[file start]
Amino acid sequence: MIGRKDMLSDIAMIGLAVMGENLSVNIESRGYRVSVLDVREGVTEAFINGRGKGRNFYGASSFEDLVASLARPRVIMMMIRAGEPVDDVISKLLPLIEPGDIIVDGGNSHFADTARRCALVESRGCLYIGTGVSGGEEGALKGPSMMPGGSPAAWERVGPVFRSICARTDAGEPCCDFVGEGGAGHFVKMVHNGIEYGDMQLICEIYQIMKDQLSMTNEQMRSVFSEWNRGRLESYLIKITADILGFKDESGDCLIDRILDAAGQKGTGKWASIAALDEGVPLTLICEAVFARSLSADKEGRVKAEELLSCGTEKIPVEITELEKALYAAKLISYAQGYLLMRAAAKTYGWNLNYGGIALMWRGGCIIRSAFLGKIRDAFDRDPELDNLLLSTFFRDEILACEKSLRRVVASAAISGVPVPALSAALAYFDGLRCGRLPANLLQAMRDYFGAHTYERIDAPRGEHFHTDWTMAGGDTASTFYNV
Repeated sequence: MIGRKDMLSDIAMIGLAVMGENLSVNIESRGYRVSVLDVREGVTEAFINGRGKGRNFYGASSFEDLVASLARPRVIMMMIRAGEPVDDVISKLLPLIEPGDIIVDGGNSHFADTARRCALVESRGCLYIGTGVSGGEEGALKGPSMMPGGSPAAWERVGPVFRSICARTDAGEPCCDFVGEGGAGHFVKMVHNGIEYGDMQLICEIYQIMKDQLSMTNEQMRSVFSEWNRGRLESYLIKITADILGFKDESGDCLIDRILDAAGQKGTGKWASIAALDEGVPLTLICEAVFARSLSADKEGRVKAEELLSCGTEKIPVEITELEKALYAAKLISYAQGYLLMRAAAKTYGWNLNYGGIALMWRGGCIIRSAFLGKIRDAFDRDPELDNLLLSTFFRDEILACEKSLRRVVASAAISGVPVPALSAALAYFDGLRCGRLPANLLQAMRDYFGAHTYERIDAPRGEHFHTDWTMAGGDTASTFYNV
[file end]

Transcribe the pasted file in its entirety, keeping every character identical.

Amino acid sequence: MIGRKDMLSDIAMIGLAVMGENLSVNIESRGYRVSVLDVREGVTEAFINGRGKGRNFYGASSFEDLVASLARPRVIMMMIRAGEPVDDVISKLLPLIEPGDIIVDGGNSHFADTARRCALVESRGCLYIGTGVSGGEEGALKGPSMMPGGSPAAWERVGPVFRSICARTDAGEPCCDFVGEGGAGHFVKMVHNGIEYGDMQLICEIYQIMKDQLSMTNEQMRSVFSEWNRGRLESYLIKITADILGFKDESGDCLIDRILDAAGQKGTGKWASIAALDEGVPLTLICEAVFARSLSADKEGRVKAEELLSCGTEKIPVEITELEKALYAAKLISYAQGYLLMRAAAKTYGWNLNYGGIALMWRGGCIIRSAFLGKIRDAFDRDPELDNLLLSTFFRDEILACEKSLRRVVASAAISGVPVPALSAALAYFDGLRCGRLPANLLQAMRDYFGAHTYERIDAPRGEHFHTDWTMAGGDTASTFYNV
Repeated sequence: MIGRKDMLSDIAMIGLAVMGENLSVNIESRGYRVSVLDVREGVTEAFINGRGKGRNFYGASSFEDLVASLARPRVIMMMIRAGEPVDDVISKLLPLIEPGDIIVDGGNSHFADTARRCALVESRGCLYIGTGVSGGEEGALKGPSMMPGGSPAAWERVGPVFRSICARTDAGEPCCDFVGEGGAGHFVKMVHNGIEYGDMQLICEIYQIMKDQLSMTNEQMRSVFSEWNRGRLESYLIKITADILGFKDESGDCLIDRILDAAGQKGTGKWASIAALDEGVPLTLICEAVFARSLSADKEGRVKAEELLSCGTEKIPVEITELEKALYAAKLISYAQGYLLMRAAAKTYGWNLNYGGIALMWRGGCIIRSAFLGKIRDAFDRDPELDNLLLSTFFRDEILACEKSLRRVVASAAISGVPVPALSAALAYFDGLRCGRLPANLLQAMRDYFGAHTYERIDAPRGEHFHTDWTMAGGDTASTFYNV